SOMArts’ exhibition programs are generously supported by the San Francisco Arts Commission and The San Francisco Foundation, and are sponsored in part by a grant from Grants for the Arts. Making a Scene is supported in part by an award from the National Endowment for the Arts.
Pictured: “I Gave Myself Space to Come Back” (2014), cropped, courtesy Yetunde Olagbaju; Agglab, courtesy of the artist AAU B.Architecture Studio; Image courtesy of the artist Sunru, pictured; Image courtesy of Diosa; Animation Still from Scenarios of Breaking Down a Wall courtesy of Zeina Barakeh; Image courtesy of the artist NIGHTSHADE
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SOMArts Cultural Center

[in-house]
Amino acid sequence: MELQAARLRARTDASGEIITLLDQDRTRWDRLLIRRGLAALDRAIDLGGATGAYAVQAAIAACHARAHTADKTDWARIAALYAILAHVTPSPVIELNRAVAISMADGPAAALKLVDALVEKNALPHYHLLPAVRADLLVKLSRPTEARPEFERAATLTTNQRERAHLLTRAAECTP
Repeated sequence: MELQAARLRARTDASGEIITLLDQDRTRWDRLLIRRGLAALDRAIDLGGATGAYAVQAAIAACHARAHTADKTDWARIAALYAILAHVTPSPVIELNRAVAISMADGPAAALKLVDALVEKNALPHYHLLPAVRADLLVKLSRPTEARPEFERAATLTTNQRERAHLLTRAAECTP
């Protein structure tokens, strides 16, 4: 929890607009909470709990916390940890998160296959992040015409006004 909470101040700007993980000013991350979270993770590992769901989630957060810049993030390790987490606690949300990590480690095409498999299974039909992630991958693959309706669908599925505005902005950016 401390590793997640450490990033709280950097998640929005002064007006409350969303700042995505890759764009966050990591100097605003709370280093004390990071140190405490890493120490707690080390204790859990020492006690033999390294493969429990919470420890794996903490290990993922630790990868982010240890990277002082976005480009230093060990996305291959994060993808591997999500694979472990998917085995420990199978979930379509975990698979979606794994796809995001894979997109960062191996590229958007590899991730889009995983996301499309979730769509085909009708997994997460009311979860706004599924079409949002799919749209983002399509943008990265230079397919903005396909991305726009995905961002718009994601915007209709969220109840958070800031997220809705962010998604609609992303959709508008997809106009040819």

Insurrection, Connection & Community Through the Arts
SOMArts cultivates access to the arts within the Bay Area by collaborating with community-focused artists and organizations. Together, we engage the power of the arts to provoke just and fair inclusion, cultural respect, and civic participation.
Founded in 1979, SOMArts embraces the entire spectrum of arts practice and cultural identity, and it is beloved in San Francisco as a truly multicultural, community-built space where cutting-edge events and counterculture commingle with traditional art forms.
When a SOMArts produced event is ticketed, you can buy it here on EventBrite. SOMArts frequently hosts independent productions that manage advance tickets separately, so you may be directed elsewhere from an event page.